Opening the Word: The Bread of Life discourse: Part 1


In years when the Church reads the Gospel of Mark, which is the shortest of the Gospels, we spend mid-summer Masses listening to the Bread of Life discourse in the Gospel of John. 

John 6, as we will see over the next five weeks (the fourth section from John will not be read this year because of the solemnity of the Assumption falling on a Sunday), is a meditation upon both the Scriptures and the Eucharist. 

John 6 begins with action. He has crossed the sea of Galilee, and the people have followed him. They have heard that he heals the sick. They come to him out of hope. 

Perhaps, Jesus might heal them, sharing the mercy of God. 

The text points the reader to the marvelous event that will unfold. Jesus and his disciples go up a mountain. Moses encountered God on a mountain. The Law was revealed on a mountain. Mountains are places where God reveals himself. 

Further, the feast of Passover is approaching. It is the memorial of Israel’s liberation from Egypt by the very hand of God. 

In this place and time, Jesus looks up. He sees the crowds arriving. 

At once, he asks Philip where they can get enough food to feed the thousands flocking to Jesus. Philip responds with incredulity. How could they ever get enough food for the thousands? 

Andrew points out that there is a boy with five barley loaves and two fish. These numbers mean something, but the disciples do not yet understand. 

Five plus two equals seven. 

There are seven days of creation. 

What Jesus is about to do is a re-creation of Israel. The crowds gathered will experience anew the miracle of manna. They will be fed with bread from heaven.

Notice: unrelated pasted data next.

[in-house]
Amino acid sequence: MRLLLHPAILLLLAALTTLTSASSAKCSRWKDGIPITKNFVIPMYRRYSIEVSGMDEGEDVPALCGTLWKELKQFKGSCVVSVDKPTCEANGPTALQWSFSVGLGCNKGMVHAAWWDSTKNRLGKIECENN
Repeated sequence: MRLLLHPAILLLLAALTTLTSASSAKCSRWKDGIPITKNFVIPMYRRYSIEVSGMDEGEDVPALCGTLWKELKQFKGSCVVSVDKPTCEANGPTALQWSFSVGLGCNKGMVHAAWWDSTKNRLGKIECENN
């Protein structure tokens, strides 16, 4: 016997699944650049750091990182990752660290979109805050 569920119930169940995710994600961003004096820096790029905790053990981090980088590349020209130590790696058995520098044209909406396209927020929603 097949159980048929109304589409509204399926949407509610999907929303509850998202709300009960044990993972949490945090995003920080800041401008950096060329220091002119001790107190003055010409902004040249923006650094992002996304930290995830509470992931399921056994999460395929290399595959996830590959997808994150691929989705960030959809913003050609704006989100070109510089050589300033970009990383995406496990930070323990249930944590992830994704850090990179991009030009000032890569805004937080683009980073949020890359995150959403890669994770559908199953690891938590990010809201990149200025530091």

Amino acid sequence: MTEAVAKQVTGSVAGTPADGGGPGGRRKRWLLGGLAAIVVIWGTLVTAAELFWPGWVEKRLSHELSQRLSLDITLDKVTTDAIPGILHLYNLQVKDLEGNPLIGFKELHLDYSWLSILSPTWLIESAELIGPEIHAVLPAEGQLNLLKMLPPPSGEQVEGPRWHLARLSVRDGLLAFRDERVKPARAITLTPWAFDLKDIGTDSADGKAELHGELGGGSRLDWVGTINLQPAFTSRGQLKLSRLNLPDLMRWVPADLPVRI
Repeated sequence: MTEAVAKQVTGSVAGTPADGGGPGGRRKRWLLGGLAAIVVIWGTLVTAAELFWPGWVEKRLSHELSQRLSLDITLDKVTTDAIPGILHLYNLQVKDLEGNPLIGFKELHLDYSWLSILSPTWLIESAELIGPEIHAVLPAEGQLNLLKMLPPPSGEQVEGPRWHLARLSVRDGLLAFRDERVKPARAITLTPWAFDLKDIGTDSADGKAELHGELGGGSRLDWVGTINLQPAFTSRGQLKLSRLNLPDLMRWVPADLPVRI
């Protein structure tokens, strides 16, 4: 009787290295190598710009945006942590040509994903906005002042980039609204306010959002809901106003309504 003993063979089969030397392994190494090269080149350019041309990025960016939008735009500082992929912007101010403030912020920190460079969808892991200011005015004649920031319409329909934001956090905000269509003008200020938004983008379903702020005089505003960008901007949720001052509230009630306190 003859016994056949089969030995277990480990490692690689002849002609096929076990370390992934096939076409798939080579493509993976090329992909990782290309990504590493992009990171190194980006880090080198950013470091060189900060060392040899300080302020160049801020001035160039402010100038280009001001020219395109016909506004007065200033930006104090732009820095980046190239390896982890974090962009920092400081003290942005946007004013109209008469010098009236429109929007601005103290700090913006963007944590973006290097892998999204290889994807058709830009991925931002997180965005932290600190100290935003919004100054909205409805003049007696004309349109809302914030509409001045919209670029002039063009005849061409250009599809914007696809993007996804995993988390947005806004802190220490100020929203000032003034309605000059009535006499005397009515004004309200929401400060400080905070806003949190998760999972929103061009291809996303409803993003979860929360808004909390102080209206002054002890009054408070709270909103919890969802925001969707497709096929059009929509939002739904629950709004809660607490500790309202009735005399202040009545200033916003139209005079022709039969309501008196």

Jesus took the five loaves and two fish. He distributed it to the crowds. Not only was there enough. There were 12 baskets left over. 

Once again, the number means something. In the Old Testament, there are the 12 tribes of Israel. In feeding the crowds in the wilderness, Jesus gathers the nascent Church around this miraculous bread. Not a fragment of bread will be lost, meaning that Jesus now comes to gather every man and woman into this community of those fed by the hand of God. 

The people recognize that something wonderful has been done. But like all signs in John, they do not fully understand. They believe Jesus to be a marvelous prophet, the new Moses, who has come to lead Israel to victory. 

They seek to make him king, but he escapes, withdrawing alone to the mountain. 

We know more than those gathered crowds. We know that this sign points to Jesus’ body and blood, to his very presence dwelling in each of our parishes. 

We also know what it means to belong to the Church, not a bureaucracy or NGO, but the communion of love that has been created by Jesus for the life of the world. 

The Church that listens to the Word of God, the Church that feasts at the altar, and the Church that feeds the hungry and thirsty, is Eucharistic through and through.

In the coming weeks, Jesus invites us to reflect on the Eucharistic origins of the Church. He does not assemble propositions for us to reflect upon but images to contemplate. 

So, during this mid-summer sojourn through John, let us follow Jesus to the top of the mountain. Let us be alone with the Word of God, with the Blessed Sacrament, and let us learn anew the gift of the invitation we receive each week to sup at the Lamb’s banquet. 

July 25 – Seventeenth Sunday in Ordinary Time
2 Kgs 4:42-44
Ps 145:10-11, 15-16, 17-18
Eph 4:1-6
Jn 6:1-15

This article comes to you from OSV Newsweekly (Our Sunday Visitor) courtesy of your parish or diocese.


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